Skip to main content

Collaborative Student Master Studies

By November 29, 2010January 27th, 2020Teaching, Drawing

Collaborative Drawing

Collaborative drawing master studies are a way to slow down and take in the immense complexity of the the compositions of frescoes by Masaccio, Piero della Francesca, Luca Signorelli (to name only a few. These works are so complicated they can be overwhelming for a viewer — and even more overwhelming for a student of drawing. I have found that working on a team minimizes the overwhelm. Looking for simple moments of overlap and intersection can allow an entry point into serious investigation of these masterpieces to create master study drawings which have merit in their own right.

After Luca Signorelli, Charcoal on paper, Chester College Drawing II class 2010

Master Study of Orvieto’s Signorelli Frescoes

My experiments with these sort of projects came out of my experience participating in a Drawing Marathon with Graham Nickson through the New York Studio School of Painting, Drawing, and Sculpture. The Marathon was not in New York, but in Orvieto, Italy where I was working at the time.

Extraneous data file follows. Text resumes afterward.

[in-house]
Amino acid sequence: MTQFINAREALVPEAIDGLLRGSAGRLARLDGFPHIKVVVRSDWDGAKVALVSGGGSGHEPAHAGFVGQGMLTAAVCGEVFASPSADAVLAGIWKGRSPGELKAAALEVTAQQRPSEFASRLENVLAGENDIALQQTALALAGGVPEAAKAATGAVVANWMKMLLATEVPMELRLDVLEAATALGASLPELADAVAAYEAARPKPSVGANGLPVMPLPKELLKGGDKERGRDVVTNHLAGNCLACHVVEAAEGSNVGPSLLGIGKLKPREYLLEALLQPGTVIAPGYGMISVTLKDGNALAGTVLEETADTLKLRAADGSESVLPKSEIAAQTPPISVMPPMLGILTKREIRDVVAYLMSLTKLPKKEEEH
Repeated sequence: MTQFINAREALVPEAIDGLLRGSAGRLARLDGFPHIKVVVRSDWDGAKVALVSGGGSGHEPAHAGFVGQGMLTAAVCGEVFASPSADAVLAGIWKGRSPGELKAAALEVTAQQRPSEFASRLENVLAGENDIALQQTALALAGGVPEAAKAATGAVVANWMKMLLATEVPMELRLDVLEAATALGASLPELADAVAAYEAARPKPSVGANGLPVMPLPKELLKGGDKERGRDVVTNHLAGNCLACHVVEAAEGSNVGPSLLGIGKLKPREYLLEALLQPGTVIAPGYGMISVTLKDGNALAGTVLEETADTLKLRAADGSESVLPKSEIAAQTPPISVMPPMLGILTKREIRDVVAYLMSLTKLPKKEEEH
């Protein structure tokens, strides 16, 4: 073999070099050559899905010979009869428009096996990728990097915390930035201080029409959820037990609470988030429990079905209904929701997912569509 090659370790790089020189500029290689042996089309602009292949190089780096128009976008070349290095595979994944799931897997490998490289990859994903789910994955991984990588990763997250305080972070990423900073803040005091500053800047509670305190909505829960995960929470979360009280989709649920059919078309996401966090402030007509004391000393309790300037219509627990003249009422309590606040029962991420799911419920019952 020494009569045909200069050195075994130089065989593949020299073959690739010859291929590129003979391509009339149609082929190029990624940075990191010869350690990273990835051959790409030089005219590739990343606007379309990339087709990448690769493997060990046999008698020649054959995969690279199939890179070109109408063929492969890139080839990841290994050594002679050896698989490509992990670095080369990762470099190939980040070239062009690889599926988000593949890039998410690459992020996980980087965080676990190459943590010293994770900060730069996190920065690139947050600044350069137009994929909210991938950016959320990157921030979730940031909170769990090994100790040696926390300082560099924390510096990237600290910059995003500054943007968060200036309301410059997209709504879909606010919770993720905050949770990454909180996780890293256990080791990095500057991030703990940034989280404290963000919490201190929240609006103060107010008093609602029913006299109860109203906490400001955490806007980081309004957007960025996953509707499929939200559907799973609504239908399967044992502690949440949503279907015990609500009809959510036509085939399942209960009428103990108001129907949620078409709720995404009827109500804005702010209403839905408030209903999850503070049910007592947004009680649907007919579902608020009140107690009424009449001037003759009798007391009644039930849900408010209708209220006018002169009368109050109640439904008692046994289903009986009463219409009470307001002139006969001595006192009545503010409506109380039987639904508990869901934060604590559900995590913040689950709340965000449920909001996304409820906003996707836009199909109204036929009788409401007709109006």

In addition to travelling to visit various artistic sites and drawing from the model, we spent the second week creating a to-scale transcription of one of the Luca Signorelli frescoes from just a few blocks away in Orvieto Duomo (Cathedral).

New York Studio School Orvieto Drawing Marathon, 2002

We drew for nine hours a day for two weeks, and it was a pivotal experience in how I approach drawing.The process of working on a drawing with others I found both humbling and challenging. I found it forced me to see relationships on the page that I would never have seen on my own.

Collaborative Student Drawing Master Study

I assigned a similar assignment in a Drawing II class last year. Students worked in pairs to seek out the complex interaction of forms using minimalist mark-making of x’s and y’s, recording only where forms overlapped and intersected each other.  to understand how forms intersect and overlap in space.

Collaborative Drawings, Chester College of New England Drawing II class, Wadleigh Gallery, 2010

The 16th Century Renaissance frescoes are filled with figures depicting the end times, the Resurrection of the Flesh, the Damned entering Hell, and the Crowning of the Elect in heaven. Dozens of figures, demons, and angels are stacked into  the space of the Signorelli frescoes.

I am looking forward to  continuing this sort of collaborative investigation in a Weekend Workshop at the New Art Center in Newton in January in which we will explore drawing masterworks collaboratively in a similar way.





Leave a Reply